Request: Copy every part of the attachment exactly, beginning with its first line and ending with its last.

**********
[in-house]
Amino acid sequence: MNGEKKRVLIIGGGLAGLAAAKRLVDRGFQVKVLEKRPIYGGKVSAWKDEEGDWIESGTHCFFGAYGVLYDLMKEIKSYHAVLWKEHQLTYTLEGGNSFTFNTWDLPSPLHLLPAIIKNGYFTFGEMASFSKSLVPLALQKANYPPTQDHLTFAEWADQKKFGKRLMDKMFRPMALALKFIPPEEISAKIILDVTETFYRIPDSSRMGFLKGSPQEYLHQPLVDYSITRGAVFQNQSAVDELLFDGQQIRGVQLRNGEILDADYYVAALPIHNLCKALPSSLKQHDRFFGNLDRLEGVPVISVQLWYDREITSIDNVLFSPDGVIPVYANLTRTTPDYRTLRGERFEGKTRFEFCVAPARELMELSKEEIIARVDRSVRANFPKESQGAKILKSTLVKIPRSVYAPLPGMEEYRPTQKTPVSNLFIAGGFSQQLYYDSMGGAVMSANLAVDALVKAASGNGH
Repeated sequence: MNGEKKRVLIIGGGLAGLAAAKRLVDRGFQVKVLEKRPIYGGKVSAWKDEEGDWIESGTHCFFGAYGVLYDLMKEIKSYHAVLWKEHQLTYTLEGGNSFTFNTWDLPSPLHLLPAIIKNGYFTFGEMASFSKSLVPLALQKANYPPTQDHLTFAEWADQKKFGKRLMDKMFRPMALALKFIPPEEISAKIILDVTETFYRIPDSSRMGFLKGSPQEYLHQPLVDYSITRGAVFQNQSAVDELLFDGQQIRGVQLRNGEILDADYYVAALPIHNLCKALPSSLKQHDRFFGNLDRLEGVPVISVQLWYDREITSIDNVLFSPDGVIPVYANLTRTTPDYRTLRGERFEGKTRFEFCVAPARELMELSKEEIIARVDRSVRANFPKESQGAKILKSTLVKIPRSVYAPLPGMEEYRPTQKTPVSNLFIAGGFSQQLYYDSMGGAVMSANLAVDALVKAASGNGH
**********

[in-house]
Amino acid sequence: MNGEKKRVLIIGGGLAGLAAAKRLVDRGFQVKVLEKRPIYGGKVSAWKDEEGDWIESGTHCFFGAYGVLYDLMKEIKSYHAVLWKEHQLTYTLEGGNSFTFNTWDLPSPLHLLPAIIKNGYFTFGEMASFSKSLVPLALQKANYPPTQDHLTFAEWADQKKFGKRLMDKMFRPMALALKFIPPEEISAKIILDVTETFYRIPDSSRMGFLKGSPQEYLHQPLVDYSITRGAVFQNQSAVDELLFDGQQIRGVQLRNGEILDADYYVAALPIHNLCKALPSSLKQHDRFFGNLDRLEGVPVISVQLWYDREITSIDNVLFSPDGVIPVYANLTRTTPDYRTLRGERFEGKTRFEFCVAPARELMELSKEEIIARVDRSVRANFPKESQGAKILKSTLVKIPRSVYAPLPGMEEYRPTQKTPVSNLFIAGGFSQQLYYDSMGGAVMSANLAVDALVKAASGNGH
Repeated sequence: MNGEKKRVLIIGGGLAGLAAAKRLVDRGFQVKVLEKRPIYGGKVSAWKDEEGDWIESGTHCFFGAYGVLYDLMKEIKSYHAVLWKEHQLTYTLEGGNSFTFNTWDLPSPLHLLPAIIKNGYFTFGEMASFSKSLVPLALQKANYPPTQDHLTFAEWADQKKFGKRLMDKMFRPMALALKFIPPEEISAKIILDVTETFYRIPDSSRMGFLKGSPQEYLHQPLVDYSITRGAVFQNQSAVDELLFDGQQIRGVQLRNGEILDADYYVAALPIHNLCKALPSSLKQHDRFFGNLDRLEGVPVISVQLWYDREITSIDNVLFSPDGVIPVYANLTRTTPDYRTLRGERFEGKTRFEFCVAPARELMELSKEEIIARVDRSVRANFPKESQGAKILKSTLVKIPRSVYAPLPGMEEYRPTQKTPVSNLFIAGGFSQQLYYDSMGGAVMSANLAVDALVKAASGNGH